At a fringe meeting at the TUC in Liverpool today, pteg Chair, Neil Scales, launched pteg’s ‘manifesto for transport in the cities’.
The ‘manifesto’ sets out pteg’s ideas for politicians and policymakers in what will be the last conference season before a General Election. It will be up for debate at fringe meetings which will be held at the Autumn Liberal Democrat, Labour and Conservative party conferences.
The eight themes of the ‘manifesto’ are:
- tackle the transport ‘funding gap’ between London and the next tier of major cities
- work with us to deliver smartcards that provide an Oyster-style offer
- bring our commuter rail networks into the twenty first century
- work with us on transforming local bus services
- fair play for tram schemes
- transform our rail connectivity
- use transport to help take the pressure off low income families and help people get back to work
- broaden, widen and deepen the devolution of decision making on local transport
Neil Scales told the fringe meeting:
‘The Local Transport Act 2008 gives Britain’s largest urban areas more choices over how local bus services should be run and on how decision-making on transport as a whole should be made. PTEs are working together to take advantage of these opportunities and all PTEs are setting out what kind of bus service they wish to see in their areas using the tools in the Local Transport Act to make sure it happens.’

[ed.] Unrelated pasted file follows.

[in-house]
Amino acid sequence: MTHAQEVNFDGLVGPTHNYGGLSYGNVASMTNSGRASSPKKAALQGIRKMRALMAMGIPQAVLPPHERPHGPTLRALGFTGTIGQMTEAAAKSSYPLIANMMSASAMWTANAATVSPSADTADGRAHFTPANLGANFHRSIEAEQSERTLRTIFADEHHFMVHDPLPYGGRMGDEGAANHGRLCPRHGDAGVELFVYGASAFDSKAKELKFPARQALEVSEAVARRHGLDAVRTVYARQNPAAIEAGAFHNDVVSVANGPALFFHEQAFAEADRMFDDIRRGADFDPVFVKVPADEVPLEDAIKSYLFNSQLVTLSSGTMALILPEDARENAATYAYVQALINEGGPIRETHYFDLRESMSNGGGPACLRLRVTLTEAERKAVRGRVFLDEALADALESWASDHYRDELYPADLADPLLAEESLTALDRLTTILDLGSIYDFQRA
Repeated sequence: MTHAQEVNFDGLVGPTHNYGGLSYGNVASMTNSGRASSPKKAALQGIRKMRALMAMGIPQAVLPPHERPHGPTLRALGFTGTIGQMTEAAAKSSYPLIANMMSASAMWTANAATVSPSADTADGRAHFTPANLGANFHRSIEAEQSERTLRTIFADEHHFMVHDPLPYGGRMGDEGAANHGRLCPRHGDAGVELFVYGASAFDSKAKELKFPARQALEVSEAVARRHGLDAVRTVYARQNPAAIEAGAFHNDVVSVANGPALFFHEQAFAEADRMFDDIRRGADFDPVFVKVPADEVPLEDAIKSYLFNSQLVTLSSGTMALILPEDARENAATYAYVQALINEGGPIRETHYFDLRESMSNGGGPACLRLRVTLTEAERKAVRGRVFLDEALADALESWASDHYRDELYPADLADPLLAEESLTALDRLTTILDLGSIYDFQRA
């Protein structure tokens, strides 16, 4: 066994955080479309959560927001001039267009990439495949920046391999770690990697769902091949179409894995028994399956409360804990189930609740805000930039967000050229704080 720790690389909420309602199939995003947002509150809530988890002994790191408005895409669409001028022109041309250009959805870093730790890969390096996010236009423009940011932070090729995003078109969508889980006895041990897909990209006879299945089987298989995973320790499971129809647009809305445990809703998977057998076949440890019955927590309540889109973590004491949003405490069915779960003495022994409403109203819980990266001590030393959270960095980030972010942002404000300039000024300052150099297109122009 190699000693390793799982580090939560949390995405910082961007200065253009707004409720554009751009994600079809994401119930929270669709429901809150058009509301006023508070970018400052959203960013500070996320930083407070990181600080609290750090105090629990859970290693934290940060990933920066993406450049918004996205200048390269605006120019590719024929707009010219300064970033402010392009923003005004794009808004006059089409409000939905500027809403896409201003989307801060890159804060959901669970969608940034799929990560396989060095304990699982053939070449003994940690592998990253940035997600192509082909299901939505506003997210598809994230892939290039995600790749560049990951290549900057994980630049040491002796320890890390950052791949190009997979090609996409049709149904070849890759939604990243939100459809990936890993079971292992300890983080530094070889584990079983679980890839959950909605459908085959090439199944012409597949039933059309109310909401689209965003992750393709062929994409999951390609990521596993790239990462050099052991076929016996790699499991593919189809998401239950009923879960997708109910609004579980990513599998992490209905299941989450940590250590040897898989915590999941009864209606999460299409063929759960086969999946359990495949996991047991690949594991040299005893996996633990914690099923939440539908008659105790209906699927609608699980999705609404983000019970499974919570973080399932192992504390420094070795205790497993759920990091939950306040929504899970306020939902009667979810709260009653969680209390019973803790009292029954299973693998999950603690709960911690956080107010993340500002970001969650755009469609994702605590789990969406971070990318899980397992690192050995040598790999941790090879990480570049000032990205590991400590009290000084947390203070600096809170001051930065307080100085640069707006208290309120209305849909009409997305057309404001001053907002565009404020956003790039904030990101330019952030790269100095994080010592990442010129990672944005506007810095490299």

Neil Scales also set out how the PTEs were working together on their smartcard plans for the cities, and how transport could also play a role in helping low income families get through the recession with schemes like WorkWise and through a better and more consistent approach to child fares.
Neil Scales added:
London is a world class city and deserves a world class network but so do other big cities. We now have plenty of ideas on how to take transport in the cities to the next level, and many of the powers we need. However we also need the right level of funding and the latest Treasury figures show that spend per head on transport in London is now three times greater than it is in our areas.’
‘Our view is that the right approach to improving transport in the cities is to devolve the powers and funding that’s needed so that locally accountable transport bodies - like the PTEs - can get on with the job of planning and developing the modern integrated transport networks that our cities need.’
For more contact Jonathan Bray on 0113 251 7445 / 0781 804 1485